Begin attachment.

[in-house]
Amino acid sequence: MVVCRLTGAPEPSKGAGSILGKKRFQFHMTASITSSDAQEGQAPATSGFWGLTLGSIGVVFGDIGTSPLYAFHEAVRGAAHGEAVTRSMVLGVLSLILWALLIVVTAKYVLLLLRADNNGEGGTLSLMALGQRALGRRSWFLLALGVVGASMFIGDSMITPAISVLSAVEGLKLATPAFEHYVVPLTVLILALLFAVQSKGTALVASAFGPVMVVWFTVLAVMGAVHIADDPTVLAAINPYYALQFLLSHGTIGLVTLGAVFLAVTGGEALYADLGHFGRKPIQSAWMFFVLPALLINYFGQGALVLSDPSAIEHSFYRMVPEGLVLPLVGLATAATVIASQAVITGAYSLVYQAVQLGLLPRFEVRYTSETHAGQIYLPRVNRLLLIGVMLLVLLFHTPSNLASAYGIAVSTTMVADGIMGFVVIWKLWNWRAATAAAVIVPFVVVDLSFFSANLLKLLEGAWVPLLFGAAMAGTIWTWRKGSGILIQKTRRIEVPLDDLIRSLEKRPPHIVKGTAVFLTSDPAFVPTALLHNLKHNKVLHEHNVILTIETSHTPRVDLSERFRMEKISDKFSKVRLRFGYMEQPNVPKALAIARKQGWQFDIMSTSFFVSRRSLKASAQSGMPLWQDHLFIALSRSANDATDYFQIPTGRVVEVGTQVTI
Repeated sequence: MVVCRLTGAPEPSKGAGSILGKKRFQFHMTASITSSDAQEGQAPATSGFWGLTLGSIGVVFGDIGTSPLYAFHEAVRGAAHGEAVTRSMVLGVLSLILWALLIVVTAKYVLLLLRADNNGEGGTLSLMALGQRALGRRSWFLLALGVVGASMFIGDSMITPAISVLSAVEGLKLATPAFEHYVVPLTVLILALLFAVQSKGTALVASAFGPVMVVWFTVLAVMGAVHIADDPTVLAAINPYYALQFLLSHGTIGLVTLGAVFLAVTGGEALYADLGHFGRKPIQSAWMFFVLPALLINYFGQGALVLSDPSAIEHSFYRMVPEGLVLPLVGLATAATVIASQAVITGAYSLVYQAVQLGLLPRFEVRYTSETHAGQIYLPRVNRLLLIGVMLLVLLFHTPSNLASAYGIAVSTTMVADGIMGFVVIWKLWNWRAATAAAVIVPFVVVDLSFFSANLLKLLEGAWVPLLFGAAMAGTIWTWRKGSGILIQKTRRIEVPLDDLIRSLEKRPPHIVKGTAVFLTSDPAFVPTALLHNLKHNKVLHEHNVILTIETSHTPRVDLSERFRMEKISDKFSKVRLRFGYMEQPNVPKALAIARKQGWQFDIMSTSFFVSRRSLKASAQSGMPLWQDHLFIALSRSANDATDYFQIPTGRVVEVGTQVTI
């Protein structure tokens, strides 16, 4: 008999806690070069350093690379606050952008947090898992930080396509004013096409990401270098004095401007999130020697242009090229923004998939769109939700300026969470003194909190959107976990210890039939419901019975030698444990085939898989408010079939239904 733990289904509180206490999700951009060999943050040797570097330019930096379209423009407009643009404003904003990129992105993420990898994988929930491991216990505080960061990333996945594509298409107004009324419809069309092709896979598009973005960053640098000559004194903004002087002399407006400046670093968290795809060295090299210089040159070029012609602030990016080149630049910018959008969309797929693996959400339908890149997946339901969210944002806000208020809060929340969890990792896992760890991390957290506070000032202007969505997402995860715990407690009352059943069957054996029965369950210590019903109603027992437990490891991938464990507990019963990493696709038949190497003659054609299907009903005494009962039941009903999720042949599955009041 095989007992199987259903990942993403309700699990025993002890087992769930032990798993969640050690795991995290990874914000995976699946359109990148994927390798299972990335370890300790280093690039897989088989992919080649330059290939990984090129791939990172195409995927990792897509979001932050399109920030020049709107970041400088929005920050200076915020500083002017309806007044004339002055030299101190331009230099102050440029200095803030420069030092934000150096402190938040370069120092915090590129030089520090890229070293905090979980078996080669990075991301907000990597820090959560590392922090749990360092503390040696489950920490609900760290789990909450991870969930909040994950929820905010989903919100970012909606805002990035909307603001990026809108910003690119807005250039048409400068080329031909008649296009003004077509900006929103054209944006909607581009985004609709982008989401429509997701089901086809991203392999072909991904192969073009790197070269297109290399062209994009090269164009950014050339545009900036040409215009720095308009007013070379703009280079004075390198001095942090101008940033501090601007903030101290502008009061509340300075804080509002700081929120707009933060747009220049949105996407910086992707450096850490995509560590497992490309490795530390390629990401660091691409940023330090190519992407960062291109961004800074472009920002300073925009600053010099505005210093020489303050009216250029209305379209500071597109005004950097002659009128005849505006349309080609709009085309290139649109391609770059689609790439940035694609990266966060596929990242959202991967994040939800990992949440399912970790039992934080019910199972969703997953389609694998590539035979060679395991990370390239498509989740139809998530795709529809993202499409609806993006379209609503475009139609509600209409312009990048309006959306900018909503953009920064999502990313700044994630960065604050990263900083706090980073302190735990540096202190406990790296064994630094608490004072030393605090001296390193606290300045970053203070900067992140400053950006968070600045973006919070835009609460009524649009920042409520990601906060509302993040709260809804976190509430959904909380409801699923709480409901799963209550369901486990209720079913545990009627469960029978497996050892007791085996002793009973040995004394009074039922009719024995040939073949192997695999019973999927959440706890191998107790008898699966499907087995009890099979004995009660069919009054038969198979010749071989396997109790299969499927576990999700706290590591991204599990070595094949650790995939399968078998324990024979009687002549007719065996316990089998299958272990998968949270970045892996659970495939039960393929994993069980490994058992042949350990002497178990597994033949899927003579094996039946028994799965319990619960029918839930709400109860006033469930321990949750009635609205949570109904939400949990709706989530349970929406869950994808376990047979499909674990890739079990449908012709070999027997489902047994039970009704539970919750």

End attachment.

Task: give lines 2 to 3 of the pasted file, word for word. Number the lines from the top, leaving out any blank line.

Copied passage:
Amino acid sequence: MVVCRLTGAPEPSKGAGSILGKKRFQFHMTASITSSDAQEGQAPATSGFWGLTLGSIGVVFGDIGTSPLYAFHEAVRGAAHGEAVTRSMVLGVLSLILWALLIVVTAKYVLLLLRADNNGEGGTLSLMALGQRALGRRSWFLLALGVVGASMFIGDSMITPAISVLSAVEGLKLATPAFEHYVVPLTVLILALLFAVQSKGTALVASAFGPVMVVWFTVLAVMGAVHIADDPTVLAAINPYYALQFLLSHGTIGLVTLGAVFLAVTGGEALYADLGHFGRKPIQSAWMFFVLPALLINYFGQGALVLSDPSAIEHSFYRMVPEGLVLPLVGLATAATVIASQAVITGAYSLVYQAVQLGLLPRFEVRYTSETHAGQIYLPRVNRLLLIGVMLLVLLFHTPSNLASAYGIAVSTTMVADGIMGFVVIWKLWNWRAATAAAVIVPFVVVDLSFFSANLLKLLEGAWVPLLFGAAMAGTIWTWRKGSGILIQKTRRIEVPLDDLIRSLEKRPPHIVKGTAVFLTSDPAFVPTALLHNLKHNKVLHEHNVILTIETSHTPRVDLSERFRMEKISDKFSKVRLRFGYMEQPNVPKALAIARKQGWQFDIMSTSFFVSRRSLKASAQSGMPLWQDHLFIALSRSANDATDYFQIPTGRVVEVGTQVTI
Repeated sequence: MVVCRLTGAPEPSKGAGSILGKKRFQFHMTASITSSDAQEGQAPATSGFWGLTLGSIGVVFGDIGTSPLYAFHEAVRGAAHGEAVTRSMVLGVLSLILWALLIVVTAKYVLLLLRADNNGEGGTLSLMALGQRALGRRSWFLLALGVVGASMFIGDSMITPAISVLSAVEGLKLATPAFEHYVVPLTVLILALLFAVQSKGTALVASAFGPVMVVWFTVLAVMGAVHIADDPTVLAAINPYYALQFLLSHGTIGLVTLGAVFLAVTGGEALYADLGHFGRKPIQSAWMFFVLPALLINYFGQGALVLSDPSAIEHSFYRMVPEGLVLPLVGLATAATVIASQAVITGAYSLVYQAVQLGLLPRFEVRYTSETHAGQIYLPRVNRLLLIGVMLLVLLFHTPSNLASAYGIAVSTTMVADGIMGFVVIWKLWNWRAATAAAVIVPFVVVDLSFFSANLLKLLEGAWVPLLFGAAMAGTIWTWRKGSGILIQKTRRIEVPLDDLIRSLEKRPPHIVKGTAVFLTSDPAFVPTALLHNLKHNKVLHEHNVILTIETSHTPRVDLSERFRMEKISDKFSKVRLRFGYMEQPNVPKALAIARKQGWQFDIMSTSFFVSRRSLKASAQSGMPLWQDHLFIALSRSANDATDYFQIPTGRVVEVGTQVTI